On this day in New England the skies mysteriously turned dark for several hours in the afternoon, causing people to believe that a biblical prophecy had come true and Judgement Day had arrived. In reality, the darkness was caused by smoke from large-scale forest fires to the west. (Abanes p.217)

The coming of the Antichrist, according to 14th century Cardinal Pierre d'Ailly. (Weber p.59)

The Second Coming, according to Irish orator Francis Dobbs. (Schwartz p.181)

The end of the world according to the Shakers. (Abanes p.338)

The end of the world according to the Shakers. (Abanes p.338) Charles Wesley, brother of Methodist Church founder John Wesley, predicted Doomsday would be in 1794. (Source: Ontario Consultants on Religious Tolerance)

The Millennium would begin between 1793 and 1795, claimed retired English sailor Richard Brothers, who called himself "God's Almighty Nephew." He was convinced that he would lead the ten lost tribes of Israel, and once said that God told him he would become king of England. He was eventually committed to an insane asylum. (Kyle p.73, McIver #301)

Nov 19, 1795
While campaigning for Richard Brothers' release, Nathaniel Brassey Halhead proclaimed that the world would end on Nov 19. (McIver #310)

Pierre Turrel's doomsday calculation #3 (See 1537). (Randi p. 239)

Destruction of the world by earthquake in 1805, followed by an age of everlasting peace when God will be known by all, as foretold by 17th century Presbyterian minister Christopher Love. He eventually lost his head, literally. (Schwartz p.101)

Pierre Turrel's doomsday calculation #4 (See 1537). (Randi p. 239)

Dec 25, 1814
Jesus was to be re-born on Christmas Day, according to the 64-year-old virgin prophet Joanna Southcott, who claimed to be pregnant with the Christ child. Witnesses claimed that she did indeed appear pregnant. She died on Christmas Day, and a subsequent autopsy proved that she was not pregnant after all. (Skinner p.109)

Oct 14, 1820
Southcott follower John Turner claimed the world would come to an end on this day. After this prophecy failed, John Wroe took over leadership of the cult. (Randi p.241-242)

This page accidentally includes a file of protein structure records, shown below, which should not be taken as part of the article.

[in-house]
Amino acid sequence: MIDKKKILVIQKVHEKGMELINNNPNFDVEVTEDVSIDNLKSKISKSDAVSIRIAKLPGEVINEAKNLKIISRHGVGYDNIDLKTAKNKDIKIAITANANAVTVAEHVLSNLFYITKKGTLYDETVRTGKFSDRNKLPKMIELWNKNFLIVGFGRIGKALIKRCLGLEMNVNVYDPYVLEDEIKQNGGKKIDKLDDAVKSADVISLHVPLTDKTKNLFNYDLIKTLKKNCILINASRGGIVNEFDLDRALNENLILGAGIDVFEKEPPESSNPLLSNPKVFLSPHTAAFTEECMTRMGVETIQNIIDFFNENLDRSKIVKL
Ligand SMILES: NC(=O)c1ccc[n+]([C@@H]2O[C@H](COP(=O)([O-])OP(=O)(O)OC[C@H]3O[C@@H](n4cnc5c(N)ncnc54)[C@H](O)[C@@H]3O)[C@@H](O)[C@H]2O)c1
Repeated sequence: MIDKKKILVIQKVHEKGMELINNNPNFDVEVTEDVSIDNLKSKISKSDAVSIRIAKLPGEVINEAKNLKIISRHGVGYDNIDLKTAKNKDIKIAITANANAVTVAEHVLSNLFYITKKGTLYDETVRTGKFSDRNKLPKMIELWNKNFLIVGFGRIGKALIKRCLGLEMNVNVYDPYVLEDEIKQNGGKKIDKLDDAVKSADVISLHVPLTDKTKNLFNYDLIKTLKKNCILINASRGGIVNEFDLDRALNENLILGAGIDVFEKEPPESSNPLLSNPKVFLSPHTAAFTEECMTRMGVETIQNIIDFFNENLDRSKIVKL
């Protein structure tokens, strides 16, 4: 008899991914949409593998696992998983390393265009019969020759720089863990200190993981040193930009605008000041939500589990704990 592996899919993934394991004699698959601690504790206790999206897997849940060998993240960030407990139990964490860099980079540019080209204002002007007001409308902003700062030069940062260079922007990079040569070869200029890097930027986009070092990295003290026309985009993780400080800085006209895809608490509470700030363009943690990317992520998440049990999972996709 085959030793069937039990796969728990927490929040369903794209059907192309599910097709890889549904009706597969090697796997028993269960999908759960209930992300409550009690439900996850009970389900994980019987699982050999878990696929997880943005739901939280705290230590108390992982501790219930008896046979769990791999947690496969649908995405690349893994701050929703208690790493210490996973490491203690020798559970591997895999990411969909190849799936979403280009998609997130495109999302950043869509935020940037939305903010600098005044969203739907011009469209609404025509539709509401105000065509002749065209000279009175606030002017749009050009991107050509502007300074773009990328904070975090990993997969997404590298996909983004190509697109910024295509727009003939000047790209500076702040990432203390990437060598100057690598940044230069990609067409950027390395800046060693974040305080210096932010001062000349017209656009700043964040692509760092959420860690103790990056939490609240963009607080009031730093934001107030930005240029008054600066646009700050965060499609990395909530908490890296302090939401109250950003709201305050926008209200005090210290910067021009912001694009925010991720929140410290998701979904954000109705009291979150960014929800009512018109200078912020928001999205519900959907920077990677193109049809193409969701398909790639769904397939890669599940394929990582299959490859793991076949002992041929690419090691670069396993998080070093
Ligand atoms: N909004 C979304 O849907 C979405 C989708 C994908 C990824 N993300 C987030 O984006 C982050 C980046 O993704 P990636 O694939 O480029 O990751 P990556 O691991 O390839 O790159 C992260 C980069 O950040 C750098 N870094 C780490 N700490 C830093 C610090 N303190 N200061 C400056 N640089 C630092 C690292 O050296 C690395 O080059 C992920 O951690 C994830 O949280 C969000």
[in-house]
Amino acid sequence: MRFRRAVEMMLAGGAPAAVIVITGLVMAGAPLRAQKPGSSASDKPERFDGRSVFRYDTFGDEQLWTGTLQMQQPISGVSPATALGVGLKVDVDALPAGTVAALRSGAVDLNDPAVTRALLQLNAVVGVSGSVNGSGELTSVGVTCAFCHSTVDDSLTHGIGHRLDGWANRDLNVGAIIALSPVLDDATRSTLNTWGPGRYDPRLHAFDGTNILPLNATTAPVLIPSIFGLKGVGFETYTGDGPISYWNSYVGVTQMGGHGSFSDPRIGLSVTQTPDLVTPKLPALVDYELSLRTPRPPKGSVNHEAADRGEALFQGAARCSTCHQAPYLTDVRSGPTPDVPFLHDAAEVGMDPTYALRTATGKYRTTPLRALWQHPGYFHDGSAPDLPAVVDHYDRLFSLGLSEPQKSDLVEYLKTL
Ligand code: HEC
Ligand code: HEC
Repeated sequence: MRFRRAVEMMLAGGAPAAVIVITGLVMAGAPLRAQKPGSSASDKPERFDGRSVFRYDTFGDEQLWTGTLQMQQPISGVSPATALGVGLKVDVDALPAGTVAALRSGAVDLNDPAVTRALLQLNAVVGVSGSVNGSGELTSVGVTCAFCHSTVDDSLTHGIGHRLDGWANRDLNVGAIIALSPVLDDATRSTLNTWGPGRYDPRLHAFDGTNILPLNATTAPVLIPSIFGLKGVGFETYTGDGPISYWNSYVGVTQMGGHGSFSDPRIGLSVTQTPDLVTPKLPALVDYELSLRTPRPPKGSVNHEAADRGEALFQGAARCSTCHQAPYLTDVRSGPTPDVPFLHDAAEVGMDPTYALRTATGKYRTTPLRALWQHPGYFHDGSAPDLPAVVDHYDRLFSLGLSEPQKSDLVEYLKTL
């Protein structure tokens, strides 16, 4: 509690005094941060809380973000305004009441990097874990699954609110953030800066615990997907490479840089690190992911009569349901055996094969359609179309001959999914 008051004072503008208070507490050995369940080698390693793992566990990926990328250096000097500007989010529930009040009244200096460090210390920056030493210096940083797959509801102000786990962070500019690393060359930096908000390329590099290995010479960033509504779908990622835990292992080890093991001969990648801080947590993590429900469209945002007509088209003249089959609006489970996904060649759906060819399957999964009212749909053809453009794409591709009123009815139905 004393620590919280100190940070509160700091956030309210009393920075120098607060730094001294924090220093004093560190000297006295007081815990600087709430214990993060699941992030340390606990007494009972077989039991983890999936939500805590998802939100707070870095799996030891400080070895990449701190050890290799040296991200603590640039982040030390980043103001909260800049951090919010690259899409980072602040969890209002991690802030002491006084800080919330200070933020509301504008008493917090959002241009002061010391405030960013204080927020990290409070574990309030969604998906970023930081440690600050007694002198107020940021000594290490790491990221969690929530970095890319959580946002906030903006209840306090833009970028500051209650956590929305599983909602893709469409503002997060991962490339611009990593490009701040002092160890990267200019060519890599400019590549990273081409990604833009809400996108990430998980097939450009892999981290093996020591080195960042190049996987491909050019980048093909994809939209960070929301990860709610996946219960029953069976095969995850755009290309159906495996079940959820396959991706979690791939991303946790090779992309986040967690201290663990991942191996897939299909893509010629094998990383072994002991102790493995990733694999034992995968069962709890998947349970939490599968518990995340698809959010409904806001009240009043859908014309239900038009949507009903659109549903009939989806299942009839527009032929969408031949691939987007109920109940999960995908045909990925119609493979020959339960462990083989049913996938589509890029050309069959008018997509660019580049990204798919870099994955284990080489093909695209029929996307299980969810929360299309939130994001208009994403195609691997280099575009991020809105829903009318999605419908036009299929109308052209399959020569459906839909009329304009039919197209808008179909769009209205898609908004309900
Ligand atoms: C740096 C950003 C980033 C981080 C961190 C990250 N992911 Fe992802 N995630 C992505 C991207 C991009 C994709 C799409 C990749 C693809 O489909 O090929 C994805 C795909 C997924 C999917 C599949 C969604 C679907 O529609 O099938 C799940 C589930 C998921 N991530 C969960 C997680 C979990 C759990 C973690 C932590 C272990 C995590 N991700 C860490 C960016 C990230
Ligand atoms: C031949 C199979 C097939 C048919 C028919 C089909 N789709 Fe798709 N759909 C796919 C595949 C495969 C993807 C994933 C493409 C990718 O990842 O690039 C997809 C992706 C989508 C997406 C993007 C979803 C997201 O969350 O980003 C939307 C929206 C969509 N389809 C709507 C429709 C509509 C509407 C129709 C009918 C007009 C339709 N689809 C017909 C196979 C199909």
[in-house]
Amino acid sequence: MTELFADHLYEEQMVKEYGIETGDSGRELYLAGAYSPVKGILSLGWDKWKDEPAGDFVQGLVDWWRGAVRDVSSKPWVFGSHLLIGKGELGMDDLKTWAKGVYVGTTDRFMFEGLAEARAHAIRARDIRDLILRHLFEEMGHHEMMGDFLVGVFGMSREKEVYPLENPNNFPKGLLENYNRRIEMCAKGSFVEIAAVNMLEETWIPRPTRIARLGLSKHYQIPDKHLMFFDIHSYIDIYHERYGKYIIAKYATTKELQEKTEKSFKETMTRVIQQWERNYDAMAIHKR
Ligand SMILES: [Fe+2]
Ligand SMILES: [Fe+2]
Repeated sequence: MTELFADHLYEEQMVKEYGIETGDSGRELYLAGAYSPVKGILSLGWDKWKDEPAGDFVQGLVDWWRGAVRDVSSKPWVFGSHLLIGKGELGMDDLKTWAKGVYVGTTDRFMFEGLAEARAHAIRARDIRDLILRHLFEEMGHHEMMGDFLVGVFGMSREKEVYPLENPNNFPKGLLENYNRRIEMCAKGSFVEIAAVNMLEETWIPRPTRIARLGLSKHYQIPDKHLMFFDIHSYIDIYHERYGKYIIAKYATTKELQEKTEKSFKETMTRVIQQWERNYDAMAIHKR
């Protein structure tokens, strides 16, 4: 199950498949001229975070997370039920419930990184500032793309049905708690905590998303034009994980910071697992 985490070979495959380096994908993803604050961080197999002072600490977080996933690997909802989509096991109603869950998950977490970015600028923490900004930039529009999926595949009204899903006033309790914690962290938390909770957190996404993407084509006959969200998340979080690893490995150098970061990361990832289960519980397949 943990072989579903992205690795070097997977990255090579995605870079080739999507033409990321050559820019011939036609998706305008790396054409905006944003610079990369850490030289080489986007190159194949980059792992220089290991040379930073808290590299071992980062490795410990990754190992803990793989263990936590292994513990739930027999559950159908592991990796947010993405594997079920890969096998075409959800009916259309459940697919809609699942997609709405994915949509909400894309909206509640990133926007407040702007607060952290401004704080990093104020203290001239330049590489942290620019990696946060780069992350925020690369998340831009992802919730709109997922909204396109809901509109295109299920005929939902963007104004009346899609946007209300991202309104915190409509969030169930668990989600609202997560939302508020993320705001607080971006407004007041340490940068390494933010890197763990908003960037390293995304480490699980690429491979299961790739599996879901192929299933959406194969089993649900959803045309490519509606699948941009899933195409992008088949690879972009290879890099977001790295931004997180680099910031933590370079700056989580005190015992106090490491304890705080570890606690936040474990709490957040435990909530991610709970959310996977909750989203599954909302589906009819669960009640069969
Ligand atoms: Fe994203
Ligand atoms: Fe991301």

The beginning of the Millennium, according to John Dilks. (Weber p.176)

Methodist Church founder John Wesley foresaw the Millennium beginning in 1836, the same year that the Beast of Revelation was to rise from the sea. (McIver #269)

Harriet Livermore's Parousia prediction #1. (McIver #699)

Apr 28, 1843
Although this date was not officially endorsed by the Millerite leadership, it was a popular belief among William Miller's followers that the Second Coming would take place on this day. (Festinger p.16)

Dec 31, 1843
Many Millerites expected Jesus to return at the end of 1843. (Festinger p.16)

Mar 21, 1844
William Miller, leader of the so-called Millerite movement, predicted through careful calculation that Christ would return sometime cbetween March 21, 1843 and March 21, 1844. He gathered a following of thousands of devotees. After the failure of Jesus to show up during this window, the cult experienced a crisis of faith and in the confusion began reinterpreting the prophecy and aggressively proselytizing. (Gould p.49, Festinger p.16-17)

Oct 22, 1844
It's Miller time again! Rev. Samuel S. Snow, an influential Millerite, predicted the Second Coming on this day. The date was soon accepted by Miller himself. On that day, the Millerites gathered on a hilltop to await the coming of Jesus. After the inevitable no-show, the event became known as the "Great Disappointment." (Gould p.49, Festinger p.17)